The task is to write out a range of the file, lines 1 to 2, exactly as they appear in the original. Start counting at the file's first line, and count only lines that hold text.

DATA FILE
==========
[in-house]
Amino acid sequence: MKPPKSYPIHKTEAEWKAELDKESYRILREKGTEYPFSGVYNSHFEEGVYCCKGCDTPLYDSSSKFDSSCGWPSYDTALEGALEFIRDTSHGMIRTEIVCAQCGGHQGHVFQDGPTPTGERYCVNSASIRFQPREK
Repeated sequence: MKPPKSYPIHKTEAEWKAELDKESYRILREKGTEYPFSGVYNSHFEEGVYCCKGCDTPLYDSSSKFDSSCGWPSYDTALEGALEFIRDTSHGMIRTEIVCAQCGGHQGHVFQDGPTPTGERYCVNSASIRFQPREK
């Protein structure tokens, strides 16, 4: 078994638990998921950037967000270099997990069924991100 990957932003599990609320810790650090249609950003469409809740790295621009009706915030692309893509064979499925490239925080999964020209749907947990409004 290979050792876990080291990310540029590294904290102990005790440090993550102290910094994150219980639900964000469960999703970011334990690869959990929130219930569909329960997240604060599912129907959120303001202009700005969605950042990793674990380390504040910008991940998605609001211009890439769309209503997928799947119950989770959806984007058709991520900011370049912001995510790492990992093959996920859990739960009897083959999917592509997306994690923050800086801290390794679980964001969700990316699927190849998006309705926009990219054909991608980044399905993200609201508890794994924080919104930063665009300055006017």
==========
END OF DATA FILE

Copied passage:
[in-house]
Amino acid sequence: MKPPKSYPIHKTEAEWKAELDKESYRILREKGTEYPFSGVYNSHFEEGVYCCKGCDTPLYDSSSKFDSSCGWPSYDTALEGALEFIRDTSHGMIRTEIVCAQCGGHQGHVFQDGPTPTGERYCVNSASIRFQPREK